Public Release: 

Understanding how vulnerabilities may keep women in abusive relationships

Blackwell Publishing Ltd.

The Vulnerability Conceptual Model provides a tangible representation of a woman's experience in her abusive relationship(s) and may aid her in determining her own relational and situational vulnerabilities. Using self-reflection, i.e. narrative therapy, women may find the origins of, their susceptibility to, and untapped resiliencies against violent relationships. An article published in the latest issue of Family Relations discusses this model and the vulnerabilities that emerged from interviews with seven Black and twenty-one White women who suffered chronic abuse by male dating partners. "Rather than victim-blaming, studying women's vulnerabilities provides a theoretical basis for understanding why women stay in... and perhaps re-enter abusive relationships with the same partner or different partners," the authors state.

Focusing on relational vulnerability (one's beliefs about self and what is normal in an intimate relationship) and situational vulnerability (degree to which the woman is experiencing different types of stress when she began the relationship), the authors found common experiences and cultural differences among the women. Five sub-categories of relational vulnerability emerged: 1) external orientation or the degree to which the women see themselves as having value independent of others 2) socialization to violence 3) socialization to the abuse of power 4) a caretaker identity that led to problematic, needy partners, and 5) cultural factors. The first four categories were found in both Black and White women. Culturally, Black women were affected by a strong race consciousness that compelled them to stay with Black men citing a desire to maintain their relationship in the face of the negativity and dysfunctional reputation of Black relationships. "Attempting to understand how women become victims of chronic abuse is an attempt to learn more about what fosters resilience," the authors conclude.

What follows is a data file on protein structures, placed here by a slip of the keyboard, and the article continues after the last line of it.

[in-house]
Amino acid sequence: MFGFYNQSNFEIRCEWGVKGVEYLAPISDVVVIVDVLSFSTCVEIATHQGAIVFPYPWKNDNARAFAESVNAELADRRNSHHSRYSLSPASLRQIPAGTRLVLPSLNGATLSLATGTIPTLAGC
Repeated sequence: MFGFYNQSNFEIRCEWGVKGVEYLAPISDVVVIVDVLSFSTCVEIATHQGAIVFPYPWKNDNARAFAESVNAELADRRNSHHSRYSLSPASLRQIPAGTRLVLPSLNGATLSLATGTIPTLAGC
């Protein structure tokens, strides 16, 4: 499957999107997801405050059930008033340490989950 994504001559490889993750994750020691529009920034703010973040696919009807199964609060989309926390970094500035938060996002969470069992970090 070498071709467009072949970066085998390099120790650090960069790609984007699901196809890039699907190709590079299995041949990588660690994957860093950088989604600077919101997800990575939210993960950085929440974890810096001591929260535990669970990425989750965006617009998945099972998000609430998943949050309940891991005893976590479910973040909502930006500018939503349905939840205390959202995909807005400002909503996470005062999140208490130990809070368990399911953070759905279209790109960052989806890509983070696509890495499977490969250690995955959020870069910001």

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This study is published in the latest issue of Family Relations. Media wishing to receive a PDF please contact JournalNews@bos.blackwellpublishing.net

Since 1951, Family Relations: Interdisciplinary Journal of Applied Family Studies has covered areas of critical importance to family professionals. The journal's content emphasizes family research with implications for intervention, education, and public policy. It is published by the National Council on Family Relations. Information about the National Council on Family Relations can be found at www.ncfr.org.

April Few is an assistant professor in the Department of Human Development at Virginia Tech. She has written extensively on women and abusive relationships.

Dr. Few is available for questions and interviews.

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